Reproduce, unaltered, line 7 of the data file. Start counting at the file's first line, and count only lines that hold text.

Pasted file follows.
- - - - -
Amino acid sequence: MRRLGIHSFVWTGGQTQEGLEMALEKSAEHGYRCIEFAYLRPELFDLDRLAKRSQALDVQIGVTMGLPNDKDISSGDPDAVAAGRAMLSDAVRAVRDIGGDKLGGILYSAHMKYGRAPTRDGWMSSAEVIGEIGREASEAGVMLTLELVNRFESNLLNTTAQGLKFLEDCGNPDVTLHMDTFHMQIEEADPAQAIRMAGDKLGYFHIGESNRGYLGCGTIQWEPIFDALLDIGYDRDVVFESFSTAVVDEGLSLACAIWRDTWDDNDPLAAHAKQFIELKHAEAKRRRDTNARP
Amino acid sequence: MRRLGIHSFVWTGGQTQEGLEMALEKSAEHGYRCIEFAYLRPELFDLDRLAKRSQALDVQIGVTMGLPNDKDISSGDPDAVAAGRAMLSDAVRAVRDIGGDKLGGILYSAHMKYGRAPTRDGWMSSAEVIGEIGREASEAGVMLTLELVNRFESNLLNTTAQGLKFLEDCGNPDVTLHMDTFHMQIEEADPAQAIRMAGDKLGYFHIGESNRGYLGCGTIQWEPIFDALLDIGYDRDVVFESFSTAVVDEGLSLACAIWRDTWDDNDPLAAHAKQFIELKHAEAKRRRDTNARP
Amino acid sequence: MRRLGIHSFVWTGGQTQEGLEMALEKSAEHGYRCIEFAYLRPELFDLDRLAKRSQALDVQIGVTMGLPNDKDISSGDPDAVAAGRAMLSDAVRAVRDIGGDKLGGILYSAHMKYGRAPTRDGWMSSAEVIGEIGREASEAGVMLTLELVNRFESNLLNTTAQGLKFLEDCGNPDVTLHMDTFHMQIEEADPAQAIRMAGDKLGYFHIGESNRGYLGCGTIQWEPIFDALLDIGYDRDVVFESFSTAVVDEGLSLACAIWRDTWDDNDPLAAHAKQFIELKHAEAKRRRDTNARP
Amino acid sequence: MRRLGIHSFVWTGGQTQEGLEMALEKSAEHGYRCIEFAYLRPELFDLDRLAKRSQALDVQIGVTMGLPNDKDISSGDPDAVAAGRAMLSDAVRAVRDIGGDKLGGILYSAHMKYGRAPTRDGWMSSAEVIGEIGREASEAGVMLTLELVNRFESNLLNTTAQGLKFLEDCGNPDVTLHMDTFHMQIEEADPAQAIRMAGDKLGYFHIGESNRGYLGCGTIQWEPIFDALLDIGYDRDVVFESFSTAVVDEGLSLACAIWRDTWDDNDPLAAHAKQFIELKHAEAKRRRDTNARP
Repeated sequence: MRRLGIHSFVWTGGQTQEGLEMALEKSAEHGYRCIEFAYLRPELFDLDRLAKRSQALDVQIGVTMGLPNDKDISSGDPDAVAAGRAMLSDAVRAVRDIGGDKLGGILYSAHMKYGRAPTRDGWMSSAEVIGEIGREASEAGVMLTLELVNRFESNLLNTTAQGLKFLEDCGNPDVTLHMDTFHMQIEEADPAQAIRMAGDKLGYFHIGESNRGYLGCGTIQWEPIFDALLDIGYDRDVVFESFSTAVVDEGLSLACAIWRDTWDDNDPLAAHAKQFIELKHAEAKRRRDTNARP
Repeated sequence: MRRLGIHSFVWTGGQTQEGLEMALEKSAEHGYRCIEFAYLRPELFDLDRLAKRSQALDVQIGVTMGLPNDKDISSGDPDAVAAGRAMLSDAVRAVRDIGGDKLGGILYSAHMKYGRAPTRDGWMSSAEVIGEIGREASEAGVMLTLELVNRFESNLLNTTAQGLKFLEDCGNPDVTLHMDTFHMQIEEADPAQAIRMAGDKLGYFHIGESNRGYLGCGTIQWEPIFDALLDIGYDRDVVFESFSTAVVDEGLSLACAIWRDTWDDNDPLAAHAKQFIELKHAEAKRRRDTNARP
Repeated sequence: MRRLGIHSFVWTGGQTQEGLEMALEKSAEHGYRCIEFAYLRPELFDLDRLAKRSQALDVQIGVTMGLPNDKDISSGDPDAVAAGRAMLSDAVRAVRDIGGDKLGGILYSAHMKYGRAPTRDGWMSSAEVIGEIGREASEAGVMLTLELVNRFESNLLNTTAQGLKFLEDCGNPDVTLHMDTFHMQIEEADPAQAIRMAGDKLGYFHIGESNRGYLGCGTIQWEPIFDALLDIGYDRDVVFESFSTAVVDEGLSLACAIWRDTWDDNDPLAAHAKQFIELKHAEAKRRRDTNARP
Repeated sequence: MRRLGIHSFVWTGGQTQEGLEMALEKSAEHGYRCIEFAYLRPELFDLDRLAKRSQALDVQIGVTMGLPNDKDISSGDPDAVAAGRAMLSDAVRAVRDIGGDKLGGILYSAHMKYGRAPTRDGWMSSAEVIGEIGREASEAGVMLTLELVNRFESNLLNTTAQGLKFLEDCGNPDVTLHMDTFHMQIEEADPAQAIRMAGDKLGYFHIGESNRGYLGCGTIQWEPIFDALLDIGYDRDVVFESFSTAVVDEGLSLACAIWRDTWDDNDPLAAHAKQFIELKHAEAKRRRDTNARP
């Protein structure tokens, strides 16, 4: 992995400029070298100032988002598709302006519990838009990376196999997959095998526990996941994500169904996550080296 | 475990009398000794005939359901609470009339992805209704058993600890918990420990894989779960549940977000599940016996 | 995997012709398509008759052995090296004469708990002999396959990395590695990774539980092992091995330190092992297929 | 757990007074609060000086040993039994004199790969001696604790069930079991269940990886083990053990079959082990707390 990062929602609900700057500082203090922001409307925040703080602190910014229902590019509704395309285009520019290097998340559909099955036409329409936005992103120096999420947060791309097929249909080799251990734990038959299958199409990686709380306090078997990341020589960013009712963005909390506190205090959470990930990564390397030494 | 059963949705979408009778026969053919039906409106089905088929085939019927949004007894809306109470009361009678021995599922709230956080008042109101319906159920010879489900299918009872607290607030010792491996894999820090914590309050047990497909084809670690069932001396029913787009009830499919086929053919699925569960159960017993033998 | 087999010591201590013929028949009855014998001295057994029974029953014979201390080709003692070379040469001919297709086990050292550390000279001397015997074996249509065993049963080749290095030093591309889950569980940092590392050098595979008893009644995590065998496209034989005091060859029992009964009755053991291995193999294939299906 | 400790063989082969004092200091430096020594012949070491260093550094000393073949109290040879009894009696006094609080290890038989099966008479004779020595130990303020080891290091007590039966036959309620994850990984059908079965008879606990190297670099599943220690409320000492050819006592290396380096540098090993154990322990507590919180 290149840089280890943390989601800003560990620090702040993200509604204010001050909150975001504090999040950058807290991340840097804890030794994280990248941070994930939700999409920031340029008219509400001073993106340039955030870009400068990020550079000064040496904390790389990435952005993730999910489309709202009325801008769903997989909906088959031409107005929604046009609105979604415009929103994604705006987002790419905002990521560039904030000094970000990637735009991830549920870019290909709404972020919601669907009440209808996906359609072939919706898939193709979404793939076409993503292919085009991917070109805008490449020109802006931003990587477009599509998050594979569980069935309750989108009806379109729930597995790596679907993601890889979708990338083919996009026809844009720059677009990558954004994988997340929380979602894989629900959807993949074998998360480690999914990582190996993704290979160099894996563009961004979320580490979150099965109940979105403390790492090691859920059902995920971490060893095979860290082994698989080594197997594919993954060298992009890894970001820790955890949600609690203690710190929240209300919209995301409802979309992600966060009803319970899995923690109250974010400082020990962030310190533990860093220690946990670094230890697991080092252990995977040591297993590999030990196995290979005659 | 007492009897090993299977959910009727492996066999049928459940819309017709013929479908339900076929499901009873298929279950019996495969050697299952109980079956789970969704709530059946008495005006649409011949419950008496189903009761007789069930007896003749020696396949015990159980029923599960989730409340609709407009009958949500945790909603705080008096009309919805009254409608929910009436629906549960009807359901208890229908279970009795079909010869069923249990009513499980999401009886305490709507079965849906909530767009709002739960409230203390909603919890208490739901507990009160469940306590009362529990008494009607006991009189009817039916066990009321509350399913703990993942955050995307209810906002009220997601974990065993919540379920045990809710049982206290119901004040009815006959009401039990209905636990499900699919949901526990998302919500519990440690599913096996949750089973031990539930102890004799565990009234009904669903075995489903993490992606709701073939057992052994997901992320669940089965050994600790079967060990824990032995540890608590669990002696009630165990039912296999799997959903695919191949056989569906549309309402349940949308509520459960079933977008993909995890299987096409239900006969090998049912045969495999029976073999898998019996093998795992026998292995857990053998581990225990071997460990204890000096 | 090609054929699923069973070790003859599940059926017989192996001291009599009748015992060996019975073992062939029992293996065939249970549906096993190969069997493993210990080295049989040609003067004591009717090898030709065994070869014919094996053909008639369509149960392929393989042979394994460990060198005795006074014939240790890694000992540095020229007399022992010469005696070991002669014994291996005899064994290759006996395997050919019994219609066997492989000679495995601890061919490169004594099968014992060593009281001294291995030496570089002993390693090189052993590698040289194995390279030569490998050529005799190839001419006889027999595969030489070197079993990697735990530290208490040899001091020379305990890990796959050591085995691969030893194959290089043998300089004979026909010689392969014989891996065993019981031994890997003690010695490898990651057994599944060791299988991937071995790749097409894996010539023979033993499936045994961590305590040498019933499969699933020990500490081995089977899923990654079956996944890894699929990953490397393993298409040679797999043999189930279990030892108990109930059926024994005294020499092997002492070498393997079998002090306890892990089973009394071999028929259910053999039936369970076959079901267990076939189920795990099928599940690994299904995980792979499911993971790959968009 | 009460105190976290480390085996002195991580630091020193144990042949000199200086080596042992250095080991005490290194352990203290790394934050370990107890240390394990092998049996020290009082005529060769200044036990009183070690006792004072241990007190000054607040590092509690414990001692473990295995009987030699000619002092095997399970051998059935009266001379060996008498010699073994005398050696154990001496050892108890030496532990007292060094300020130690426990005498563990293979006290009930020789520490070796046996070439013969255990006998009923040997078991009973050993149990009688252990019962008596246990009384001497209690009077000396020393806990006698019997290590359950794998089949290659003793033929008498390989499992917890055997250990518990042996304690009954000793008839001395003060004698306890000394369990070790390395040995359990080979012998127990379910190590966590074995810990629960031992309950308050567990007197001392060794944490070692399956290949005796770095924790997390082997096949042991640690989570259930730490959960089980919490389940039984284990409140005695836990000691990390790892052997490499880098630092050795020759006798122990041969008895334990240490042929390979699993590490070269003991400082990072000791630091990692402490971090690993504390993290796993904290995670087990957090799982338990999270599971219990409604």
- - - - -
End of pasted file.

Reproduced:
Repeated sequence: MRRLGIHSFVWTGGQTQEGLEMALEKSAEHGYRCIEFAYLRPELFDLDRLAKRSQALDVQIGVTMGLPNDKDISSGDPDAVAAGRAMLSDAVRAVRDIGGDKLGGILYSAHMKYGRAPTRDGWMSSAEVIGEIGREASEAGVMLTLELVNRFESNLLNTTAQGLKFLEDCGNPDVTLHMDTFHMQIEEADPAQAIRMAGDKLGYFHIGESNRGYLGCGTIQWEPIFDALLDIGYDRDVVFESFSTAVVDEGLSLACAIWRDTWDDNDPLAAHAKQFIELKHAEAKRRRDTNARP